Multicultural Education as Social Activism

Article excerpt

Multicultural Education as Social Activism, by Christine E. Sleeter. Albany, NY: SUNY Press, 1996. 284 pp. $19.95, paper.

Reviewed by Donna Y. Ford, The Ohio State University.

Multicultural Education as Social Activism is a compilation of a dozen articles written since 1988. In it, Sleeter addresses multicultural education from multiple perspectives, including her personal and professional struggles with race, class, and gender. She discusses both the pitfalls and promises of multicultural education, ultimately concluding that a significant goal of multicultural education is social activism. The book begins with Sleeter's description of multicultural education as a form of resistance to dominant modes of schooling. She attempts to clarify the field's political underpinnings, particularly as they relate to challenging notions of White supremacy:

. . .the field of multicultural education must develop in ways that are consonant with its original mission: to challenge oppression and to use schooling as much as possible to help shape a future America that is more equal, democratic and just, and that does not demand conformity to one cultural norm. (p. 15)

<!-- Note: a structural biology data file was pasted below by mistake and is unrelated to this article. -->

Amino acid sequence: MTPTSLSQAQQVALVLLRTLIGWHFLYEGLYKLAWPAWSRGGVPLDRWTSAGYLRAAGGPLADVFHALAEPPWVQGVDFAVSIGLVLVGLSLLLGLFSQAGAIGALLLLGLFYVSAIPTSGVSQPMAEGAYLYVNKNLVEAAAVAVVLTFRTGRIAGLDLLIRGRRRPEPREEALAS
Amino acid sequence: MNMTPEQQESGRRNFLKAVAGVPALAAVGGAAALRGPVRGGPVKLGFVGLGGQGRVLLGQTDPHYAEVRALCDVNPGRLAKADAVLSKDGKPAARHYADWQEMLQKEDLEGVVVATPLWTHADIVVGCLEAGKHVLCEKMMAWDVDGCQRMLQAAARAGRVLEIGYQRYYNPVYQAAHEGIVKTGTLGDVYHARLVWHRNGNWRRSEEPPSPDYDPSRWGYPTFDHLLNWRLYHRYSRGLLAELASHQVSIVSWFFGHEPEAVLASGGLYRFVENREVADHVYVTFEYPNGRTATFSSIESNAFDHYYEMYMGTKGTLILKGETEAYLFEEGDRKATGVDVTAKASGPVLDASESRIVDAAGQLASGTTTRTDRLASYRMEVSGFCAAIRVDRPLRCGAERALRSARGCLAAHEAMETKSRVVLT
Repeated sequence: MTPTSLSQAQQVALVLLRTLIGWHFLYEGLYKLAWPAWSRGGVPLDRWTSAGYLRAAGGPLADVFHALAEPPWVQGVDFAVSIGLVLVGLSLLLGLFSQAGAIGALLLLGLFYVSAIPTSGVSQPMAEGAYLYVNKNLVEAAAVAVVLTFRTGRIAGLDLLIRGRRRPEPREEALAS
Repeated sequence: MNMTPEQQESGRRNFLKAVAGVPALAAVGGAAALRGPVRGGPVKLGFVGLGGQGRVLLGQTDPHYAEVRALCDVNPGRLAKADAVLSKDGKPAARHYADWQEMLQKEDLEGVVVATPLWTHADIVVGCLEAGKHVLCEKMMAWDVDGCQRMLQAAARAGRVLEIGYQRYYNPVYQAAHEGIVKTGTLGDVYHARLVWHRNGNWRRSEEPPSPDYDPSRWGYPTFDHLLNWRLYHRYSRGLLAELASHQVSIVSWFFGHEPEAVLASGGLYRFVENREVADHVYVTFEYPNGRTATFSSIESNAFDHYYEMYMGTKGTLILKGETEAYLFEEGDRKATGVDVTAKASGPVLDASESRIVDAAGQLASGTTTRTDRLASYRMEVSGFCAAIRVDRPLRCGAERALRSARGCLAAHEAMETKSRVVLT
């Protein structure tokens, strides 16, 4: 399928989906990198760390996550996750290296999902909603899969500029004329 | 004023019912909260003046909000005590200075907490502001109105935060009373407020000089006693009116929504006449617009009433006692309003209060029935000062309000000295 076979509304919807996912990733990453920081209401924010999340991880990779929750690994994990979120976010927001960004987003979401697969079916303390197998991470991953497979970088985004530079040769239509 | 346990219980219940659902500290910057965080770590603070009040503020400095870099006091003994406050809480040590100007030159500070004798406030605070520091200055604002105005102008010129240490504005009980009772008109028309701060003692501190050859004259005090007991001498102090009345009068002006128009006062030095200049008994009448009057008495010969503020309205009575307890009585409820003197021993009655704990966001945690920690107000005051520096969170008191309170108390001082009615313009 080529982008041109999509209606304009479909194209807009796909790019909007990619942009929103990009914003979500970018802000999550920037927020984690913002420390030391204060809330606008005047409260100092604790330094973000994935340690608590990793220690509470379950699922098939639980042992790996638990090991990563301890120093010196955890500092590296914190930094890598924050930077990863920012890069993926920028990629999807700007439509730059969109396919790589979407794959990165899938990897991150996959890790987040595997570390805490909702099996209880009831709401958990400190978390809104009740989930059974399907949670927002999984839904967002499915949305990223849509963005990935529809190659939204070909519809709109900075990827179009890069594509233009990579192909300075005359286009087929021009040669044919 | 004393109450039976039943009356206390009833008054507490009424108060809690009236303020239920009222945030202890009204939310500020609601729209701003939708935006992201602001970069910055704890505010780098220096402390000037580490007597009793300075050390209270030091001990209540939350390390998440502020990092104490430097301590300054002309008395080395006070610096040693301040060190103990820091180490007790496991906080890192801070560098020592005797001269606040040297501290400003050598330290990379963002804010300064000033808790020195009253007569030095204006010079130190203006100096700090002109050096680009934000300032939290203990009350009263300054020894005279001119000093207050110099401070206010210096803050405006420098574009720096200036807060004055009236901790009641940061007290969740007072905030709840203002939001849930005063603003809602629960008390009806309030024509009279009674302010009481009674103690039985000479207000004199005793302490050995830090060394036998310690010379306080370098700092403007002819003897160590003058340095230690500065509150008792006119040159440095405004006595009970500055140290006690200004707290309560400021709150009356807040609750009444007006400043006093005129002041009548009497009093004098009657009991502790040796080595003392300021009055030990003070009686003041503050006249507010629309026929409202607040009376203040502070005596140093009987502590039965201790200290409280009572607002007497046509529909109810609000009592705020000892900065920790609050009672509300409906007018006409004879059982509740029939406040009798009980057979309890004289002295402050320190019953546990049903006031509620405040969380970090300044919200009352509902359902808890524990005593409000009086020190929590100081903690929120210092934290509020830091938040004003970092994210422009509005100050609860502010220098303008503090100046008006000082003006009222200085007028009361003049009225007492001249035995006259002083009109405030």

In this book, Sleeter implores teachers and teacher educators to think critically, prescriptively, and proactively about their curriculum, and to take decisive action to eliminate the pervasive miseducation of students. Throughout, she shares strategies and curricula that promote the practice of multicultural education as an emancipatory curriculumthat is, as one that is contentious, that raises more questions than answers, and that invites debate and engages students actively in critical thought. She also connects multicultural education with political issues of power, reminding readers-be they opponents or advocates of multicultural education-that multicultural education can never be disconnected from politics. She critiques the growing influence of conservative ideology on American education and boldly discusses the many important issues of power, privilege, and prejudice faced by both Whites and people of color. She describes how schools, as social institutions, endeavor to maintain the status quo by relegating many minority students to lower-level academic tracks and coursework that qualify them for the lowest rungs of the employment ladder. …